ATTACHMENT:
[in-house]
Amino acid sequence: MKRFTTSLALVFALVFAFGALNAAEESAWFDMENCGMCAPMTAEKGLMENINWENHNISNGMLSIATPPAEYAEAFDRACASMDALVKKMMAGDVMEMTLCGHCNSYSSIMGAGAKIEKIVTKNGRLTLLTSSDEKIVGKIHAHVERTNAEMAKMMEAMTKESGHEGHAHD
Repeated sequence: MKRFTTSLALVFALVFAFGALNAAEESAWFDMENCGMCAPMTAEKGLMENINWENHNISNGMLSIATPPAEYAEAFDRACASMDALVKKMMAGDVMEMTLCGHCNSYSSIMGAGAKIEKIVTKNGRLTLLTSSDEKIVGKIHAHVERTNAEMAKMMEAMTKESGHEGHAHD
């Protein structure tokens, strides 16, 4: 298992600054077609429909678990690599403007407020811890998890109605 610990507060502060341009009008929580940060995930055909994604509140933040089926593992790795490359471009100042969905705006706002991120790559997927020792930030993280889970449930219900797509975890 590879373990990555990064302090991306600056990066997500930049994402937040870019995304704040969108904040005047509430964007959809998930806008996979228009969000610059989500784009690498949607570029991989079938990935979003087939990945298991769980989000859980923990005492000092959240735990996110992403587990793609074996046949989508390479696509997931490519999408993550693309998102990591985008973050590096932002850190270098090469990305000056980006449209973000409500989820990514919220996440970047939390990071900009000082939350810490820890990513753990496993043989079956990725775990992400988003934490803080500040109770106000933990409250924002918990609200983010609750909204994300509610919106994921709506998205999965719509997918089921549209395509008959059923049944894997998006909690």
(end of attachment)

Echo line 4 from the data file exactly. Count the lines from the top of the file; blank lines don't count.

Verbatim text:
């Protein structure tokens, strides 16, 4: 298992600054077609429909678990690599403007407020811890998890109605 610990507060502060341009009008929580940060995930055909994604509140933040089926593992790795490359471009100042969905705006706002991120790559997927020792930030993280889970449930219900797509975890 590879373990990555990064302090991306600056990066997500930049994402937040870019995304704040969108904040005047509430964007959809998930806008996979228009969000610059989500784009690498949607570029991989079938990935979003087939990945298991769980989000859980923990005492000092959240735990996110992403587990793609074996046949989508390479696509997931490519999408993550693309998102990591985008973050590096932002850190270098090469990305000056980006449209973000409500989820990514919220996440970047939390990071900009000082939350810490820890990513753990496993043989079956990725775990992400988003934490803080500040109770106000933990409250924002918990609200983010609750909204994300509610919106994921709506998205999965719509997918089921549209395509008959059923049944894997998006909690």